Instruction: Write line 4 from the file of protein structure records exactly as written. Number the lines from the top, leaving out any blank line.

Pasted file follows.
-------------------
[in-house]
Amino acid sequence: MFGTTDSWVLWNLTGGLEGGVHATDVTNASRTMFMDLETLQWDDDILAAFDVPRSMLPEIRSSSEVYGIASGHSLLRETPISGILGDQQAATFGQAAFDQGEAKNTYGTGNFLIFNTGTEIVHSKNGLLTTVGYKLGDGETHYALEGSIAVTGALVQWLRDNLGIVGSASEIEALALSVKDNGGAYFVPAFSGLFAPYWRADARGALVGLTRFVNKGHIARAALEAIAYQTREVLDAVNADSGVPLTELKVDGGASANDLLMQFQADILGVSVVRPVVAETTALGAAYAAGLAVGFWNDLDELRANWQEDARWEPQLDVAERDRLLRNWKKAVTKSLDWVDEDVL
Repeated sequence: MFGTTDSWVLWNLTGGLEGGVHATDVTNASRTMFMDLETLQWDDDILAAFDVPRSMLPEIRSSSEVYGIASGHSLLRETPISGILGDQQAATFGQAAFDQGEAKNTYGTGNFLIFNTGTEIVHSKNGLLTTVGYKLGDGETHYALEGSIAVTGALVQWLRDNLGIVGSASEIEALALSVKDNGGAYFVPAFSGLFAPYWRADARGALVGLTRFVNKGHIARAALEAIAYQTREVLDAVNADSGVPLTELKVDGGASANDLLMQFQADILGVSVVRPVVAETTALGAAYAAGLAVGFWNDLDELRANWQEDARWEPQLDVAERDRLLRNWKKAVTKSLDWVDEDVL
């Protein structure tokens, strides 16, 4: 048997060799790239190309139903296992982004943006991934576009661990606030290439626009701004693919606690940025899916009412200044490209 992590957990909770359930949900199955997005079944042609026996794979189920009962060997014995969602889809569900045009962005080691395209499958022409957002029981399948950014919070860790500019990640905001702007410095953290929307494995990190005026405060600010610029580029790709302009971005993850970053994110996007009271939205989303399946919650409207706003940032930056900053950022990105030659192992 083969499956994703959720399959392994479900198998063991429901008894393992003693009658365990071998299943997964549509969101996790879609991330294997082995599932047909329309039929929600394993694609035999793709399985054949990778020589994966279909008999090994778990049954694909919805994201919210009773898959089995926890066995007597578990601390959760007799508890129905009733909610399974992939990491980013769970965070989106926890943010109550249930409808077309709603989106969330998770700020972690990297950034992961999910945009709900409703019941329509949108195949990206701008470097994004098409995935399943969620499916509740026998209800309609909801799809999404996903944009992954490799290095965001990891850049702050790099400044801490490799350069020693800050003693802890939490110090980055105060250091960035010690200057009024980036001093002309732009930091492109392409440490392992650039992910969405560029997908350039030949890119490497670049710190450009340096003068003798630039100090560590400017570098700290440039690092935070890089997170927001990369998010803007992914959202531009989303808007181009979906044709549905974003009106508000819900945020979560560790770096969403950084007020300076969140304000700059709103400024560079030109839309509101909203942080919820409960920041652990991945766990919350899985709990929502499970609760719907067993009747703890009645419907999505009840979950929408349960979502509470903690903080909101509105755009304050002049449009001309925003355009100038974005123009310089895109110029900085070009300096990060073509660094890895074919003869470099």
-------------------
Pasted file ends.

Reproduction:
């Protein structure tokens, strides 16, 4: 048997060799790239190309139903296992982004943006991934576009661990606030290439626009701004693919606690940025899916009412200044490209 992590957990909770359930949900199955997005079944042609026996794979189920009962060997014995969602889809569900045009962005080691395209499958022409957002029981399948950014919070860790500019990640905001702007410095953290929307494995990190005026405060600010610029580029790709302009971005993850970053994110996007009271939205989303399946919650409207706003940032930056900053950022990105030659192992 083969499956994703959720399959392994479900198998063991429901008894393992003693009658365990071998299943997964549509969101996790879609991330294997082995599932047909329309039929929600394993694609035999793709399985054949990778020589994966279909008999090994778990049954694909919805994201919210009773898959089995926890066995007597578990601390959760007799508890129905009733909610399974992939990491980013769970965070989106926890943010109550249930409808077309709603989106969330998770700020972690990297950034992961999910945009709900409703019941329509949108195949990206701008470097994004098409995935399943969620499916509740026998209800309609909801799809999404996903944009992954490799290095965001990891850049702050790099400044801490490799350069020693800050003693802890939490110090980055105060250091960035010690200057009024980036001093002309732009930091492109392409440490392992650039992910969405560029997908350039030949890119490497670049710190450009340096003068003798630039100090560590400017570098700290440039690092935070890089997170927001990369998010803007992914959202531009989303808007181009979906044709549905974003009106508000819900945020979560560790770096969403950084007020300076969140304000700059709103400024560079030109839309509101909203942080919820409960920041652990991945766990919350899985709990929502499970609760719907067993009747703890009645419907999505009840979950929408349960979502509470903690903080909101509105755009304050002049449009001309925003355009100038974005123009310089895109110029900085070009300096990060073509660094890895074919003869470099």